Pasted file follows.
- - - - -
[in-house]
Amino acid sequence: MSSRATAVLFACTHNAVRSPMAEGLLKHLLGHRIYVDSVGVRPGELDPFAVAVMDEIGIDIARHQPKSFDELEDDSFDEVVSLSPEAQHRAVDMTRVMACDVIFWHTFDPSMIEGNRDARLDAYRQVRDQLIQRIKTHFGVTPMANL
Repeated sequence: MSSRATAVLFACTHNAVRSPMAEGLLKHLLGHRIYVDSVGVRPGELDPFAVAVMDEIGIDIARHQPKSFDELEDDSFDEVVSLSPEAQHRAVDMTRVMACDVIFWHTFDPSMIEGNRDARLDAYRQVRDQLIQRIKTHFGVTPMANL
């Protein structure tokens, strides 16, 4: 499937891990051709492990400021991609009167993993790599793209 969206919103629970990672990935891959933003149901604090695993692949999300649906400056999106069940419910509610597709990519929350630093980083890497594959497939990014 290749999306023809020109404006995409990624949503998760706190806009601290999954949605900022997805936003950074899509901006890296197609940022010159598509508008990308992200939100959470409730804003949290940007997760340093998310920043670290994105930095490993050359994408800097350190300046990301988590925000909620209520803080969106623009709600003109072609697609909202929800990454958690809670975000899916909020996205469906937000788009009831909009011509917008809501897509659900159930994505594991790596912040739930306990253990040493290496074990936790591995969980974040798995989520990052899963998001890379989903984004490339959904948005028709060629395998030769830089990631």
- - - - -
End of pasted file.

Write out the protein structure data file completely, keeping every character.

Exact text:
[in-house]
Amino acid sequence: MSSRATAVLFACTHNAVRSPMAEGLLKHLLGHRIYVDSVGVRPGELDPFAVAVMDEIGIDIARHQPKSFDELEDDSFDEVVSLSPEAQHRAVDMTRVMACDVIFWHTFDPSMIEGNRDARLDAYRQVRDQLIQRIKTHFGVTPMANL
Repeated sequence: MSSRATAVLFACTHNAVRSPMAEGLLKHLLGHRIYVDSVGVRPGELDPFAVAVMDEIGIDIARHQPKSFDELEDDSFDEVVSLSPEAQHRAVDMTRVMACDVIFWHTFDPSMIEGNRDARLDAYRQVRDQLIQRIKTHFGVTPMANL
């Protein structure tokens, strides 16, 4: 499937891990051709492990400021991609009167993993790599793209 969206919103629970990672990935891959933003149901604090695993692949999300649906400056999106069940419910509610597709990519929350630093980083890497594959497939990014 290749999306023809020109404006995409990624949503998760706190806009601290999954949605900022997805936003950074899509901006890296197609940022010159598509508008990308992200939100959470409730804003949290940007997760340093998310920043670290994105930095490993050359994408800097350190300046990301988590925000909620209520803080969106623009709600003109072609697609909202929800990454958690809670975000899916909020996205469906937000788009009831909009011509917008809501897509659900159930994505594991790596912040739930306990253990040493290496074990936790591995969980974040798995989520990052899963998001890379989903984004490339959904948005028709060629395998030769830089990631």